The Slam Dunk Contest champion finishes a fast break with more style and grace than anyone else in his draft class, but there’s not much else to like about his body of work. He’s not a multifaceted playmaker for others and he doesn’t get to the free-throw line, leading many of his possessions to end with low-efficiency looks. The Raptors try to move him around and make things easier for him, which does work to a degree, but he will need to extend his shooting range for that to pay real dividends.
Exactly how and where he fits in the suddenly crowded Toronto wing rotation is a key question heading into next season. Not much about GM Bryan Colangelo’s roster construction makes sense, so Ross’ role is only one of a number of questions facing the Raptors. This likely isn’t the best set of circumstances for his development.
Andre Drummond posted a rookie-best 22.3 PER before going down with a back injury. (Issac Baldizon/NBAE via Getty Images)
9. Andre Drummond, Pistons: A-
7.3 PPG, 7.5 RPG, 1.7 BPG in 50 games
Drummond is pure intrigue, addicting intrigue. He might very well have been the league leader in causing observers to scream for him to get more playing time, more touches, more media attention, more, more, more. Before going down with a back injury in February (an injury from which he’s yet to return), Drummond posted a rookie-best PER of 22.4 and compiled per-36 minute averages of 13.3 points, 13.7 rebounds, 3.1 blocks and 1.7 steals. Those are eye-popping numbers that signal All-Star potential, given that he’s still 19.
A big-bodied center with excellent athleticism, Drummond knows what he does best. More than 95 percent of his field-goal attempts have come in the basket area and he finishes nearly two-thirds of them, often with emphatic dunks. It must be noted that his offense is predicated on someone setting him up, but he knows exactly what to do with a dump pass and a second-chance opportunity. Those high-percentage looks helped drive his PER, and his presence on the court significantly improved the offensive efficiency of coach Lawrence Frank's team. And, yes, the lowly Pistons were better defensively with him on the court, too, as he effectively clogs the paint simply by being out there.
We might never know why Drummond had his playing time crimped in what was clearly a rebuilding year, and it’s not clear whether management and the current coaching staff will be retained next season. But whoever runs the show in 2013-14 will have to realize that Drummond’s potential is far and away the best thing this franchise has going for it.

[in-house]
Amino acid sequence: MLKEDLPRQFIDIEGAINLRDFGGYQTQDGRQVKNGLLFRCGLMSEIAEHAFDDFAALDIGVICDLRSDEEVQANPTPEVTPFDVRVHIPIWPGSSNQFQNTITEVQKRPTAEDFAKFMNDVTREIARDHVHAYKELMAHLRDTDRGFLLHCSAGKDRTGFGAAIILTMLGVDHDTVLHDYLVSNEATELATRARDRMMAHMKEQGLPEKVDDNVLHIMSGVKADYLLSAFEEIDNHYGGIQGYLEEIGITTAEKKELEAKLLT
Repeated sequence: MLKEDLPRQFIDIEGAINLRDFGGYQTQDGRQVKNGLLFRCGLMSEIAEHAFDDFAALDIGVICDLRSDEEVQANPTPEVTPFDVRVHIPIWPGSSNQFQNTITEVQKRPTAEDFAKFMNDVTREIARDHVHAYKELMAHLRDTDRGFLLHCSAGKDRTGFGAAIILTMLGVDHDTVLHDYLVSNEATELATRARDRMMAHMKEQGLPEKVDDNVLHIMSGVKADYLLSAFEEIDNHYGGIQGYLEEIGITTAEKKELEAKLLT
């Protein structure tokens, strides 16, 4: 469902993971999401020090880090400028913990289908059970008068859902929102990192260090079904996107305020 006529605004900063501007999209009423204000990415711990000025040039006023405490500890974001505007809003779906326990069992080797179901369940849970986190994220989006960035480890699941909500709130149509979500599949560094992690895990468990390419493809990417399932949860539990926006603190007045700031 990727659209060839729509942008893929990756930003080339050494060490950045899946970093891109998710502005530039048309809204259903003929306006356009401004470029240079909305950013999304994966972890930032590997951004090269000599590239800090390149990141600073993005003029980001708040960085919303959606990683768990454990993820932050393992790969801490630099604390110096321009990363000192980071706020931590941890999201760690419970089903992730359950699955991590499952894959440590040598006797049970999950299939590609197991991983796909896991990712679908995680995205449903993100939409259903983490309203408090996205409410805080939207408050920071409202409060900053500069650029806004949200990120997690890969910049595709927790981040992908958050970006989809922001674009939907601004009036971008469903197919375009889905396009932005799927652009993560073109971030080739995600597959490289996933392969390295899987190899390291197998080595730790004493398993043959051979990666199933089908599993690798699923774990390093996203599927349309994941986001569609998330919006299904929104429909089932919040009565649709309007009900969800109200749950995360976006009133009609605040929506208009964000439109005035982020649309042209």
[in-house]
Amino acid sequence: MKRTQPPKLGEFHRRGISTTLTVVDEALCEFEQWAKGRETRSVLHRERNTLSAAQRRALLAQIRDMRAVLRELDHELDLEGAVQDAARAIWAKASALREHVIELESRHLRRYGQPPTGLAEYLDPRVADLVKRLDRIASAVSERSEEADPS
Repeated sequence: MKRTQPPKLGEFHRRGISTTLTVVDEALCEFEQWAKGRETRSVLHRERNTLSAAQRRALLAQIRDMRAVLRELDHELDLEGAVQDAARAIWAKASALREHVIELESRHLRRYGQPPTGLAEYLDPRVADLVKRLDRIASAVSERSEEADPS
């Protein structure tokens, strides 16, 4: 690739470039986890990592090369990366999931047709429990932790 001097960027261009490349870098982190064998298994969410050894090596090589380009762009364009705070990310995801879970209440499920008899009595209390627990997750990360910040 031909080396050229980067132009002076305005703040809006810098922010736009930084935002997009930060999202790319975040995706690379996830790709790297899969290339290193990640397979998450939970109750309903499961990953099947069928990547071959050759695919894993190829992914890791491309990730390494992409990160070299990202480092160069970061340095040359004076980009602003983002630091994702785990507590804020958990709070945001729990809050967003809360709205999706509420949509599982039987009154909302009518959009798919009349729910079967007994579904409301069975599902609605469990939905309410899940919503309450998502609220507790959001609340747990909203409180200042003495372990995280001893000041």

10. Austin Rivers, Hornets: F
6.2 PPG, 2.1 APG, 1.8 RPG in 61 games
It’s virtually impossible to assess Rivers’ rookie season without piling on. The numbers are just abysmal. Rivers, who has been out since breaking his hand on March 6, ranks last among qualified rookies with a PER of 6. He is shooting just 37.2 percent from the field. He has made only 40 percent of his shots at the rim, converted a below-average 32.6 percent from three-point range and hit 54.6 percent at the free-throw line. Gulp.
Eric Gordon’s unexpected absence definitely had the effect of throwing Rivers to the wolves. Playing for one of the NBA’s worst teams didn’t help, either, as he often found himself trying to create in isolation situations, where he performed exceedingly poorly. To make matters worse, Rivers has already had two surgeries since draft night. The upside here is that he’s still not 21 and the Hornets will ask much less of him next season, assuming Gordon is healthy. That’s a good thing, because he broke under the weight of the load this year.
11. Meyers Leonard, Blazers: C
4.6 PPG, 3.4 RPG, 0.6 BPG in 57 games
Stotts, seeing that his team could remain competitive as long as he relied almost exclusively on his starters, cut Leonard’s minutes before the end of November. A midseason ankle injury also sidelined Leonard for three weeks. This hasn’t been a completely lost season, though, as the youthful-looking, youthful-acting Leonard has gotten his feet wet, finding that he’s capable of turning his physical assets into highlight dunks with sufficient regularity.
Past the power slams, it’s been hit and miss. Leonard struggles with defensive awareness, to put it kindly, as he can often be seen employing a panorama approach to isolation defense, completing a full 360-degree spin as he hopelessly tries to find the ball. Billed as a face-up threat on offense, Leonard hasn’t reliably shown that type of range, although he’s gotten more confident in pulling the trigger as the season has progressed.
Given his importance to the Blazers’ future, Leonard was underutilized this season. In an ideal world, he would have developed enough as a rookie to make a strong play for the starting job next season. Now, the Blazers enter free agency with their center spot as a question mark.
12. Jeremy Lamb, Thunder (drafted by Rockets): Incomplete
2.2 PPG, 0.5 RPG, 0.1 APG in 20 games